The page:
Patient engagement in The Metastatic Breast Cancer Project

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Published: 4 Jun 2016
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Dr Nikhil Wagle - Dana-Farber Cancer Institute, Boston, USA

Dr Wagle speaks with ecancertv at ASCO 2016 about The Metastatic Breast Cancer Project, an online outreach project connecting advocacy groups, social media and more than 2000 patients.

About 10% of breast cancer patients have metastatic breast cancer when first diagnosed, and as many as one third of all patients will develop metastatic breast cancer at some point, but only a small fraction are treated at centres which carry out research on tumour samples.

In signing up through the website, patients are asked questions about their cancer and treatments, and can give consent to have researchers obtain their medical records and collect specimens, of stored tumour samples and using a mailed collection kit to provide DNA samples.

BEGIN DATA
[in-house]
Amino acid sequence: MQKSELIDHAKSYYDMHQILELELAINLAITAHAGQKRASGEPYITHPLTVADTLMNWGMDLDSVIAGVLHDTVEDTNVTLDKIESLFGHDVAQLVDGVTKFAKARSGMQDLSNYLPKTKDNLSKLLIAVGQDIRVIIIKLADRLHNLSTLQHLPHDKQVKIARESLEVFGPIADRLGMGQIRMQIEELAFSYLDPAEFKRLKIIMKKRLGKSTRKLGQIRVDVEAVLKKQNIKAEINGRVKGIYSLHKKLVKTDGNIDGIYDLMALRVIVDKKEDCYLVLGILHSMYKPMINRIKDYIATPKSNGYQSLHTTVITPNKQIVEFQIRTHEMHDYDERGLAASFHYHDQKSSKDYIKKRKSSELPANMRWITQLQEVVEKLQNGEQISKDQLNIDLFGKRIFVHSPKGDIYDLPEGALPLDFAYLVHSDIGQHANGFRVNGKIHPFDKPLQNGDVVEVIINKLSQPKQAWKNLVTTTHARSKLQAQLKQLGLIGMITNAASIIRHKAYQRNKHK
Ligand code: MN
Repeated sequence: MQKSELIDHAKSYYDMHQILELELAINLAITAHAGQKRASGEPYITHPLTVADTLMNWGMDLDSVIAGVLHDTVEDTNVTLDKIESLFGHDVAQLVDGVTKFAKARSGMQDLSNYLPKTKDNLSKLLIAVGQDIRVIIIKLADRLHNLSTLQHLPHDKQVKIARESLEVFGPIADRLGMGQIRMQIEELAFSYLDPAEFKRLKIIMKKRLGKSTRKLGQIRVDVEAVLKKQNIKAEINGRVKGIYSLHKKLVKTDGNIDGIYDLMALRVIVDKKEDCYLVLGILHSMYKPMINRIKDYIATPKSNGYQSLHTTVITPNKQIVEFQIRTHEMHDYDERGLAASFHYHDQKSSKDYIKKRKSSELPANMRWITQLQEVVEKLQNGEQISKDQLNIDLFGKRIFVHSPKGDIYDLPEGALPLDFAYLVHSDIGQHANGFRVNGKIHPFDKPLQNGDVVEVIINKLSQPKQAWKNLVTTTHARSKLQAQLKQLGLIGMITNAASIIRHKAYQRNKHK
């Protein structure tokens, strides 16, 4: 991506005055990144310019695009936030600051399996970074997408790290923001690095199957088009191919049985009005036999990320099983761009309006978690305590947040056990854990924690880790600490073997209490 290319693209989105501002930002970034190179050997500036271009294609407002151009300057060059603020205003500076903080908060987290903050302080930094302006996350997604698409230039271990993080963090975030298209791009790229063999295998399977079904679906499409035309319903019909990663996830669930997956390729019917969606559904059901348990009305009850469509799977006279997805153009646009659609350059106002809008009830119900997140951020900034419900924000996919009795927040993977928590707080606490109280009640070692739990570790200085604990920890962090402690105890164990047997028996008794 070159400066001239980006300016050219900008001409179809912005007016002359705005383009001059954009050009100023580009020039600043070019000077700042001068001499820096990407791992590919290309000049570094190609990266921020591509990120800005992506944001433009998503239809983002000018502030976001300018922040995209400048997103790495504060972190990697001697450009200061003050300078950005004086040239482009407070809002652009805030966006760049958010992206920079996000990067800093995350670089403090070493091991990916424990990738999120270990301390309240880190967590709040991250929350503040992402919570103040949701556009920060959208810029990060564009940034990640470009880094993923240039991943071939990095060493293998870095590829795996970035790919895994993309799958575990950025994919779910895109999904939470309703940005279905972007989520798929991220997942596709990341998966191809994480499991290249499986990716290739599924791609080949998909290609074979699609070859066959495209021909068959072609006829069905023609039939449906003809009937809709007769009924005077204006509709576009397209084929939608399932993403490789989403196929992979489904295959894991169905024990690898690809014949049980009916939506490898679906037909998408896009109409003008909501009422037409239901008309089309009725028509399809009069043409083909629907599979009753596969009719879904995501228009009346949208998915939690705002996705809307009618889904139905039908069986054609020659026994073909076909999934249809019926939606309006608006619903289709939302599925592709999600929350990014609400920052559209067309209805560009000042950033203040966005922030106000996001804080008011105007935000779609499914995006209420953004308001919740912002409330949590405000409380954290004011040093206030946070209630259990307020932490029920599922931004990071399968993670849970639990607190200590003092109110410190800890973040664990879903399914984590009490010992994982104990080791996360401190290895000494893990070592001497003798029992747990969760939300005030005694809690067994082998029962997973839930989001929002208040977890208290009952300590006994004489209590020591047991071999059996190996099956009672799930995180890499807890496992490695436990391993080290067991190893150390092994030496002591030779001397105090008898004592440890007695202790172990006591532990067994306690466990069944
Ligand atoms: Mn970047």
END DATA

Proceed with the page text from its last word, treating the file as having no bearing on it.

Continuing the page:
With over 2,000 patients engaging with the site, Dr Wagle describes the value of upstream public dialogue in fostering stronger relations between researchers, primary care providers and patients.

Watch the press conference or read the news story for more.

ecancer's filming at ASCO 2016 has been kindly supported by Amgen through the ECMS Foundation. ecancer is editorially independent and there is no influence over content.

 

ASCO 2016

Patient engagement in The Metastatic Breast Cancer Project

Dr Nikhil Wagle - Dana-Farber Cancer Institute, Boston, USA


I’m here at the conference to present our work on The Metastatic Breast Cancer Project.


Could you tell us more about that?


The Metastatic Breast Cancer Project is a study we’re conducting, it’s a national direct-to-patient approach which engages patients using social media and advocacy groups and empowers them to help us accelerate metastatic breast cancer research by sharing their tumour samples and their medical information.


What is the process of using the website?